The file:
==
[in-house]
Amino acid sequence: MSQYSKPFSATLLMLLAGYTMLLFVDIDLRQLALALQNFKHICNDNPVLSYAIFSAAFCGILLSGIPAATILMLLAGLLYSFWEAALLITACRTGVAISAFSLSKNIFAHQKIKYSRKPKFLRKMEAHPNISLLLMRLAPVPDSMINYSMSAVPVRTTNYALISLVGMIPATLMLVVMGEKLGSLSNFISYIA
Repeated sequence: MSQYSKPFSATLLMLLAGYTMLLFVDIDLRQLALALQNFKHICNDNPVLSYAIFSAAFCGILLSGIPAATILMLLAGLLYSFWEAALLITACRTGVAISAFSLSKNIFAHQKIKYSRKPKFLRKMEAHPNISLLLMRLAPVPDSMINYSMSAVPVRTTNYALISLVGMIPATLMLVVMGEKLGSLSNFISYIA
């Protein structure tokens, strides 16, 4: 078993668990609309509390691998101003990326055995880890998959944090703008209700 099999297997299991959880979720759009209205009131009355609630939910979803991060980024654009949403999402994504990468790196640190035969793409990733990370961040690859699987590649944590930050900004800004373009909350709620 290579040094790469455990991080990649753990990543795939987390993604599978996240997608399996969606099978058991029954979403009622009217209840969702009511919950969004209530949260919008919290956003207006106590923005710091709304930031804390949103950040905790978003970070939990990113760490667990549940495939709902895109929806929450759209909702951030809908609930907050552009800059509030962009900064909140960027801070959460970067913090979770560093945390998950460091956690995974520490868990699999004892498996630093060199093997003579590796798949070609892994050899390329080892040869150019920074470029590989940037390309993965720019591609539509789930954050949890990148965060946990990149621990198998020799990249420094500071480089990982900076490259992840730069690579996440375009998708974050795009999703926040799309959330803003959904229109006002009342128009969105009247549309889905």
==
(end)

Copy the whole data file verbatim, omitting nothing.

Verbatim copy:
[in-house]
Amino acid sequence: MSQYSKPFSATLLMLLAGYTMLLFVDIDLRQLALALQNFKHICNDNPVLSYAIFSAAFCGILLSGIPAATILMLLAGLLYSFWEAALLITACRTGVAISAFSLSKNIFAHQKIKYSRKPKFLRKMEAHPNISLLLMRLAPVPDSMINYSMSAVPVRTTNYALISLVGMIPATLMLVVMGEKLGSLSNFISYIA
Repeated sequence: MSQYSKPFSATLLMLLAGYTMLLFVDIDLRQLALALQNFKHICNDNPVLSYAIFSAAFCGILLSGIPAATILMLLAGLLYSFWEAALLITACRTGVAISAFSLSKNIFAHQKIKYSRKPKFLRKMEAHPNISLLLMRLAPVPDSMINYSMSAVPVRTTNYALISLVGMIPATLMLVVMGEKLGSLSNFISYIA
């Protein structure tokens, strides 16, 4: 078993668990609309509390691998101003990326055995880890998959944090703008209700 099999297997299991959880979720759009209205009131009355609630939910979803991060980024654009949403999402994504990468790196640190035969793409990733990370961040690859699987590649944590930050900004800004373009909350709620 290579040094790469455990991080990649753990990543795939987390993604599978996240997608399996969606099978058991029954979403009622009217209840969702009511919950969004209530949260919008919290956003207006106590923005710091709304930031804390949103950040905790978003970070939990990113760490667990549940495939709902895109929806929450759209909702951030809908609930907050552009800059509030962009900064909140960027801070959460970067913090979770560093945390998950460091956690995974520490868990699999004892498996630093060199093997003579590796798949070609892994050899390329080892040869150019920074470029590989940037390309993965720019591609539509789930954050949890990148965060946990990149621990198998020799990249420094500071480089990982900076490259992840730069690579996440375009998708974050795009999703926040799309959330803003959904229109006002009342128009969105009247549309889905």